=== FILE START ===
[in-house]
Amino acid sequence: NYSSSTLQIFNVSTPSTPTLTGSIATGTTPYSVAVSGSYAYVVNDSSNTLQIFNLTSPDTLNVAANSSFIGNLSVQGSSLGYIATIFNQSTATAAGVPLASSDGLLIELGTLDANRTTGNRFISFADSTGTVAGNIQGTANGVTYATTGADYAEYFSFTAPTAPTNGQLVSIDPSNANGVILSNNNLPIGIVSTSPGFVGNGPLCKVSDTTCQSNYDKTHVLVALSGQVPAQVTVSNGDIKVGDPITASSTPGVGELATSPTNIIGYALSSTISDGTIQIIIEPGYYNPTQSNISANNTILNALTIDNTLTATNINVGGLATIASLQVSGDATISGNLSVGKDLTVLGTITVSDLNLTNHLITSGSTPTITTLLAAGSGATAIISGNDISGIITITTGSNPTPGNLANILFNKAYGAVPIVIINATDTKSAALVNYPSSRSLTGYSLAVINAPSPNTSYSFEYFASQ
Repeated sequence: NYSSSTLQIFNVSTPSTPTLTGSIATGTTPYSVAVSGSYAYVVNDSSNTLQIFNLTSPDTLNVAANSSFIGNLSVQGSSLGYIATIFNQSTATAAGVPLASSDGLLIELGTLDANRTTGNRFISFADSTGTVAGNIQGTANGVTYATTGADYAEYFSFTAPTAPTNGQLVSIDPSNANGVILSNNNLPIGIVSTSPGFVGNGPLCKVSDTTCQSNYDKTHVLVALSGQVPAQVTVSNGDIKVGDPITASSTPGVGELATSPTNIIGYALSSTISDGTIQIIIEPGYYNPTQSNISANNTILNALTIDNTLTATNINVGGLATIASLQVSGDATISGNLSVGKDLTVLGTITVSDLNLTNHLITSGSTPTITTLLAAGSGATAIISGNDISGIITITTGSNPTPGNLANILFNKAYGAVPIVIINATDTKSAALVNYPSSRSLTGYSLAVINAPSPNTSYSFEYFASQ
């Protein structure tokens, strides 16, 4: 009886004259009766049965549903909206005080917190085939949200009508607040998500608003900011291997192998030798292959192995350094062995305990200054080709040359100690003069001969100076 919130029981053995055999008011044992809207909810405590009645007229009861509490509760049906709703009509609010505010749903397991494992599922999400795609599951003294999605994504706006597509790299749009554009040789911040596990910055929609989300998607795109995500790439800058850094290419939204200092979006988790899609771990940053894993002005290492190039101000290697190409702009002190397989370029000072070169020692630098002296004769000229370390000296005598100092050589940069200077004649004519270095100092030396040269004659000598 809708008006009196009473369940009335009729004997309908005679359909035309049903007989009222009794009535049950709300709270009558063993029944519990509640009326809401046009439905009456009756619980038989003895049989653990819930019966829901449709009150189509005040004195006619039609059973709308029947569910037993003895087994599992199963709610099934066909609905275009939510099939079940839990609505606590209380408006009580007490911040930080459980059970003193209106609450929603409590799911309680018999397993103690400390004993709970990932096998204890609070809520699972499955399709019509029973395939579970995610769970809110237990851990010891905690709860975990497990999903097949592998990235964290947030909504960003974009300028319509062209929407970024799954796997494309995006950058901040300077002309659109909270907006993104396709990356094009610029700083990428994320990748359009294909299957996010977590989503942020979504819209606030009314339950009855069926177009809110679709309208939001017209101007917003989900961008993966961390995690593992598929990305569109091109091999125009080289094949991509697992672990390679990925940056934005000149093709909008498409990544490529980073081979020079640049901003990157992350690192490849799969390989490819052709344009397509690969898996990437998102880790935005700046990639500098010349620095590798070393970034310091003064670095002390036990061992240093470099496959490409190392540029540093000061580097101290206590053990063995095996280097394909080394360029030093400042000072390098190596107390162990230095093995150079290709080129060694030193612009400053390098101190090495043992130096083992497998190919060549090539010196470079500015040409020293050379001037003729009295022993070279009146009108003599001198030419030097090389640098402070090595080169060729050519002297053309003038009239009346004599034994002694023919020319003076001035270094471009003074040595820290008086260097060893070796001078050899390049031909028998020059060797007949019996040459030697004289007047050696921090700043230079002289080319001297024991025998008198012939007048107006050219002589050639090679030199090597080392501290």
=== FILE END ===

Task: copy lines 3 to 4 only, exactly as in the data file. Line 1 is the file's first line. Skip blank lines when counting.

Repeated sequence: NYSSSTLQIFNVSTPSTPTLTGSIATGTTPYSVAVSGSYAYVVNDSSNTLQIFNLTSPDTLNVAANSSFIGNLSVQGSSLGYIATIFNQSTATAAGVPLASSDGLLIELGTLDANRTTGNRFISFADSTGTVAGNIQGTANGVTYATTGADYAEYFSFTAPTAPTNGQLVSIDPSNANGVILSNNNLPIGIVSTSPGFVGNGPLCKVSDTTCQSNYDKTHVLVALSGQVPAQVTVSNGDIKVGDPITASSTPGVGELATSPTNIIGYALSSTISDGTIQIIIEPGYYNPTQSNISANNTILNALTIDNTLTATNINVGGLATIASLQVSGDATISGNLSVGKDLTVLGTITVSDLNLTNHLITSGSTPTITTLLAAGSGATAIISGNDISGIITITTGSNPTPGNLANILFNKAYGAVPIVIINATDTKSAALVNYPSSRSLTGYSLAVINAPSPNTSYSFEYFASQ
């Protein structure tokens, strides 16, 4: 009886004259009766049965549903909206005080917190085939949200009508607040998500608003900011291997192998030798292959192995350094062995305990200054080709040359100690003069001969100076 919130029981053995055999008011044992809207909810405590009645007229009861509490509760049906709703009509609010505010749903397991494992599922999400795609599951003294999605994504706006597509790299749009554009040789911040596990910055929609989300998607795109995500790439800058850094290419939204200092979006988790899609771990940053894993002005290492190039101000290697190409702009002190397989370029000072070169020692630098002296004769000229370390000296005598100092050589940069200077004649004519270095100092030396040269004659000598 809708008006009196009473369940009335009729004997309908005679359909035309049903007989009222009794009535049950709300709270009558063993029944519990509640009326809401046009439905009456009756619980038989003895049989653990819930019966829901449709009150189509005040004195006619039609059973709308029947569910037993003895087994599992199963709610099934066909609905275009939510099939079940839990609505606590209380408006009580007490911040930080459980059970003193209106609450929603409590799911309680018999397993103690400390004993709970990932096998204890609070809520699972499955399709019509029973395939579970995610769970809110237990851990010891905690709860975990497990999903097949592998990235964290947030909504960003974009300028319509062209929407970024799954796997494309995006950058901040300077002309659109909270907006993104396709990356094009610029700083990428994320990748359009294909299957996010977590989503942020979504819209606030009314339950009855069926177009809110679709309208939001017209101007917003989900961008993966961390995690593992598929990305569109091109091999125009080289094949991509697992672990390679990925940056934005000149093709909008498409990544490529980073081979020079640049901003990157992350690192490849799969390989490819052709344009397509690969898996990437998102880790935005700046990639500098010349620095590798070393970034310091003064670095002390036990061992240093470099496959490409190392540029540093000061580097101290206590053990063995095996280097394909080394360029030093400042000072390098190596107390162990230095093995150079290709080129060694030193612009400053390098101190090495043992130096083992497998190919060549090539010196470079500015040409020293050379001037003729009295022993070279009146009108003599001198030419030097090389640098402070090595080169060729050519002297053309003038009239009346004599034994002694023919020319003076001035270094471009003074040595820290008086260097060893070796001078050899390049031909028998020059060797007949019996040459030697004289007047050696921090700043230079002289080319001297024991025998008198012939007048107006050219002589050639090679030199090597080392501290």